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mon version; but when he alters only for the sake of alteration, he makes miserable work. E. g. A hind let go may exhibit genteel Naphtali; he gives fine words for, " Naphtali is a hind let loose; he giveth goodly words.” I am he who am is better than I am that I am. He calls the Song, the Poem of Solomon; song, he says, being of prophane use.
UNPUBLISHED MSS. It seems almost incredible, and yet the statement does not appear to be contradicted, that there are valuable works prepared by Cudworth for the press, that are still unpublished by the university which possesses them. There is also extant in MSS a folio volume of unprinted sermons by Jeremy Taylor. Bishop Berkeley's journal of his travels in Italy is in the same neglected state. While such gems might be found at home, we think the royal patronage was rather idly employed in exploring the ruins of Herculaneum.
PARTY Passion. « Well sir," exclaimed a lady, the vehement and impassionate partizan of Wilkes, in the day of his glory, and during the broad blaze of his patriotism,--" well sir! and will you dare deny, that Mr. Wilkes is a great man, and an eloquent man?" Oh! by no means, madam! I have not a doubt respecting Mr. Wilkes's talents.--"Well, but sir! and is he not a fine man, too, and a handsome man?” Why, madam! he squints-doesn't hc? “ Squints! yes, to be sure he does, sir! but not a bit more than a gentleman and a man of sense ought to squint!!”
Great Poets. Ben Johnson has borrowed a just and noble sentiment from Strabo. “If men will impartially and not asquint look toward the offices and function of a poet, they will easily conclude to themselves the impossibility of any man's being a great poet without being first a good man.” In the “ Shepherds Hunting," a poem by Withers, which was published in 1620, the poet thus speaks of the pleasures which he received from the remembrance of the delightful occupations of his youth, augmented by an ardent love for the muses:
In my former days of bliss,
That from every thing I saw,
ENGRAVING. Of all the imitative arts, engraving is the most applicable to general use, and from the facility with which prints are re-produced, they have acquired one kind of superiority over paintings of a character almost miraculous.
What though no marble breathes, no canvass glows,
Engraving has another advantage over painting of the highest consequence, and that is, durability. It is remarked, that while the pictures of Raphael, like those of Apelles and Zeuxis have mouldered from their walls, the prints of Raimondi, his friend and cotemporary, are in complete preservation, and afford a lively conception of the beauties of those paintings, which, but for the graver's art would have been lost forever. It is also justly said, that before the invention of printing in the fifteenth century, the accumulated wisdom of ages was confined to a few perishing MSS. too expensive to be generally obtained, and too valuable to be frequently transferred from the hands of the proprietor. What printing has been to science, engraving has been to art, and the works of the best masters, whether of painting or sculpture, will be indebted to it, for that perpetuity, which the invention of printing has secured, to the Inferno of Dante, and the Cid of Corneille.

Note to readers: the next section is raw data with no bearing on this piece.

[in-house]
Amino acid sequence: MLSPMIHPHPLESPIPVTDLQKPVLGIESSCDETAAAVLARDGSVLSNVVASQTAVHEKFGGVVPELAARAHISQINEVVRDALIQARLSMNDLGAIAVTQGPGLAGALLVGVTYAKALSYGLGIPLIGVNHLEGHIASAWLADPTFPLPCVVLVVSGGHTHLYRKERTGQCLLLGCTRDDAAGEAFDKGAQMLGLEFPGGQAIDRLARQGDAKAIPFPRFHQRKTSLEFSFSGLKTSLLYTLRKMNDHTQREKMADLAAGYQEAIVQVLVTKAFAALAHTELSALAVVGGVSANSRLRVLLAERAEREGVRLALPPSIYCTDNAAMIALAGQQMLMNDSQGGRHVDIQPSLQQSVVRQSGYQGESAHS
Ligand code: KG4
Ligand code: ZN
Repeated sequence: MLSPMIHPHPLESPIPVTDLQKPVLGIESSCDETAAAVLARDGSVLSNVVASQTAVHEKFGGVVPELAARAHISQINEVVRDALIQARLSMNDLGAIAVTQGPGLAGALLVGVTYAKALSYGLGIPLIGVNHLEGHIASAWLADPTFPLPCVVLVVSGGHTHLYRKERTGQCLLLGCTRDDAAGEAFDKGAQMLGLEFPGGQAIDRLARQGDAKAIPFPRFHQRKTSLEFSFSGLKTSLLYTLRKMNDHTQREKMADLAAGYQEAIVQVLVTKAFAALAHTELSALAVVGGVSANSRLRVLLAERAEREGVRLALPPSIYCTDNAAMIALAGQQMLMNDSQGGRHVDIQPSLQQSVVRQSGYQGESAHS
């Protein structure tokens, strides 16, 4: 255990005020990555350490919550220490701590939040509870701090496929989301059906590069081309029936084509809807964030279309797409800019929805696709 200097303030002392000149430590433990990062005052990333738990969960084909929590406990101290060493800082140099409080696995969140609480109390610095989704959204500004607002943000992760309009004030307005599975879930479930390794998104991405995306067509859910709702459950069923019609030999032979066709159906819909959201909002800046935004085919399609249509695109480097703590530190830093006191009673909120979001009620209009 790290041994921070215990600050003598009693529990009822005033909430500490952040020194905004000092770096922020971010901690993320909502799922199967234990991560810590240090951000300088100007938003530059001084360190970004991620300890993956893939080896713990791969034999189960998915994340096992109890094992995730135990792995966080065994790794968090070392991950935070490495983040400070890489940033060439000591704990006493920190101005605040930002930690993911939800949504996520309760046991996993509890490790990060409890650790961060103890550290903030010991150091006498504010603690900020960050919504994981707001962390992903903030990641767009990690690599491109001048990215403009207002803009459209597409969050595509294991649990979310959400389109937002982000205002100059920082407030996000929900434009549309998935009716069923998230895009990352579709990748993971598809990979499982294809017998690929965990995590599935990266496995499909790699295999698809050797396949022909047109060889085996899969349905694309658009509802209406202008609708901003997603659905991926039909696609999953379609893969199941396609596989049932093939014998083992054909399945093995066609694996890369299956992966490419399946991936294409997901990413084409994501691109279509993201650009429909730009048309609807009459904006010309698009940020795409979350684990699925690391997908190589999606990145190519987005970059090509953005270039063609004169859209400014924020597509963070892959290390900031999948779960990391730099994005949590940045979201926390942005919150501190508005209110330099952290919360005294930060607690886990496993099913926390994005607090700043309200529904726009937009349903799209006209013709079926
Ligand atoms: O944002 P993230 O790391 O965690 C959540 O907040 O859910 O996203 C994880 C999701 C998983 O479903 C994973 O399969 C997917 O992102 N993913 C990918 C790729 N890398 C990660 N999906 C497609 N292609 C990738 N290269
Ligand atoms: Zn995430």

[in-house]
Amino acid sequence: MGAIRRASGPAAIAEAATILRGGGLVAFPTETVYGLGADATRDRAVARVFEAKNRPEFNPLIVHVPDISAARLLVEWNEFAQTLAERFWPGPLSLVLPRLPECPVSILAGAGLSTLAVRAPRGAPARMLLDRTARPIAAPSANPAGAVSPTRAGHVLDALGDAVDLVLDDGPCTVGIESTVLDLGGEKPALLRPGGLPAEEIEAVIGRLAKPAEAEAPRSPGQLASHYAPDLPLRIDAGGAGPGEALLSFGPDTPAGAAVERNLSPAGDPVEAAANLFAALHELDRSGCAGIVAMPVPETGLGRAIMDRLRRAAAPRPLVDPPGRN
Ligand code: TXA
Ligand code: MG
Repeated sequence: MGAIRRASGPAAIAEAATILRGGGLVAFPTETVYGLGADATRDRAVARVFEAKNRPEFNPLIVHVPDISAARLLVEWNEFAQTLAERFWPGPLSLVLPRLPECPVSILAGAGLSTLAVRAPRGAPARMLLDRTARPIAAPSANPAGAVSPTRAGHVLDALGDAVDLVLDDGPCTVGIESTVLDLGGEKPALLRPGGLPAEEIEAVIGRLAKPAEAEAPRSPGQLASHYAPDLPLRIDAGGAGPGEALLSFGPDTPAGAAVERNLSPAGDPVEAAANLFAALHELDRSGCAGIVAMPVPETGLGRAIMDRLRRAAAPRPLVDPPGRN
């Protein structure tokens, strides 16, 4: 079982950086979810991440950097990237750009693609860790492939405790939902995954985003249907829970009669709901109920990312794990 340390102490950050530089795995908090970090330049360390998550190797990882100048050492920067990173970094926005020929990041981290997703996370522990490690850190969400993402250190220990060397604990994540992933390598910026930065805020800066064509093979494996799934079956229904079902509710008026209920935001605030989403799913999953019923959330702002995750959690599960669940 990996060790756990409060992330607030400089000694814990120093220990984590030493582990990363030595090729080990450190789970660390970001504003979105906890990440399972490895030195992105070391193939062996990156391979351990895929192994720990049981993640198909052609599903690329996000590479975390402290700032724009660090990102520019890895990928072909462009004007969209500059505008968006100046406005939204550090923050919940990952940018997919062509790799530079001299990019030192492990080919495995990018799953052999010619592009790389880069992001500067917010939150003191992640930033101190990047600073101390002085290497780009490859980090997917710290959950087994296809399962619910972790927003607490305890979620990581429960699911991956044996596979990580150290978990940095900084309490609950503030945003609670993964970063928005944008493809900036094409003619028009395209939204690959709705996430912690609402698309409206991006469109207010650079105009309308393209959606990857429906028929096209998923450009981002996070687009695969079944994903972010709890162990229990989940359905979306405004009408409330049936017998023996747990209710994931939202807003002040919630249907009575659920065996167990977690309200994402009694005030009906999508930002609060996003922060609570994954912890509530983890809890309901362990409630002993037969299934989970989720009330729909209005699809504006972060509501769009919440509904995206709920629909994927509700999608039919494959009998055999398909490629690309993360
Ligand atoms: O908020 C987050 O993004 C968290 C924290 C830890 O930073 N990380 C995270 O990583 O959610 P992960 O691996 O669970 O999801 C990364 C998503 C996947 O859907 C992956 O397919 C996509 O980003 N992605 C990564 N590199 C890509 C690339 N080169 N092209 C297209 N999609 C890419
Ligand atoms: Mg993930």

ROBINSON CRUSOE'S REFLECTIONS. In one of the volumes of a well known mariner, we find the following reflections:
I Robinson Crusoe, grown old in affliction, borne down by calumny and reproach, but supported from within, boldly prescribe this remedy against the universal clamours and contempt of mankind. Patience, a steady life of virtue and sobricty, and a comforting dependence on the justice of Providence, will first or last, restore the patient to the opinion of his friends, and justify him in the face of his enemies; and in the meanwhile, will support him comfortably, in despising those who want manners and charity, and leave them to be tormented with their own passions and rage.
This thought made me long ago claim a kind of property in some good old lines of the famous George Withers, Esq. made in prison in the tower. He was a poetical gentleman, who had, in the time of the civil wars in England, been unhappy in changing sides too often, and had been put in the tower by every side in turn; once by the king_once by parliament-once by the armyand, last again, I think, by general Monk: in a word, whatever side got up, he had the disaster to be down. The lines are thus:
The world and I may well agree,
As most that are offended:
And there our quarrel's ended.
Though very few regard it,
And if I am debarr’d it,
And sorrow never marr'd it.